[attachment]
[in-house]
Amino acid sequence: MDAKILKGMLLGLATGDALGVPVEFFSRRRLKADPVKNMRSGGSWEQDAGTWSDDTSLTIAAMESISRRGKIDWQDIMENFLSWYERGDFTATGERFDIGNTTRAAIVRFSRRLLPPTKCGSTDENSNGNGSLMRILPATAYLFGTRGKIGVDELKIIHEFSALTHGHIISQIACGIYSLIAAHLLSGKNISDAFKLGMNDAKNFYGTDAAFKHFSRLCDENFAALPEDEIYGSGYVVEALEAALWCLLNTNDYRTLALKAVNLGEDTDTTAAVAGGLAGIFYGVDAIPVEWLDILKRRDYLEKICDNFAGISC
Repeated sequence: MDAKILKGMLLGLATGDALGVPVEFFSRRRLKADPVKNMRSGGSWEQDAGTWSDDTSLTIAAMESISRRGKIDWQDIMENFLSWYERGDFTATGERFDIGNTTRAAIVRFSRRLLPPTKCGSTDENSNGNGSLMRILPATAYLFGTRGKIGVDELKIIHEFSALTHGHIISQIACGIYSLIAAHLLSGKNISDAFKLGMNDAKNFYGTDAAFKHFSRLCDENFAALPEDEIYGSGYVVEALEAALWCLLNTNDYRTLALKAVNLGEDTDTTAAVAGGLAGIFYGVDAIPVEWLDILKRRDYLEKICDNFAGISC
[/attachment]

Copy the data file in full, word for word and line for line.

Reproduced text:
[in-house]
Amino acid sequence: MDAKILKGMLLGLATGDALGVPVEFFSRRRLKADPVKNMRSGGSWEQDAGTWSDDTSLTIAAMESISRRGKIDWQDIMENFLSWYERGDFTATGERFDIGNTTRAAIVRFSRRLLPPTKCGSTDENSNGNGSLMRILPATAYLFGTRGKIGVDELKIIHEFSALTHGHIISQIACGIYSLIAAHLLSGKNISDAFKLGMNDAKNFYGTDAAFKHFSRLCDENFAALPEDEIYGSGYVVEALEAALWCLLNTNDYRTLALKAVNLGEDTDTTAAVAGGLAGIFYGVDAIPVEWLDILKRRDYLEKICDNFAGISC
Repeated sequence: MDAKILKGMLLGLATGDALGVPVEFFSRRRLKADPVKNMRSGGSWEQDAGTWSDDTSLTIAAMESISRRGKIDWQDIMENFLSWYERGDFTATGERFDIGNTTRAAIVRFSRRLLPPTKCGSTDENSNGNGSLMRILPATAYLFGTRGKIGVDELKIIHEFSALTHGHIISQIACGIYSLIAAHLLSGKNISDAFKLGMNDAKNFYGTDAAFKHFSRLCDENFAALPEDEIYGSGYVVEALEAALWCLLNTNDYRTLALKAVNLGEDTDTTAAVAGGLAGIFYGVDAIPVEWLDILKRRDYLEKICDNFAGISC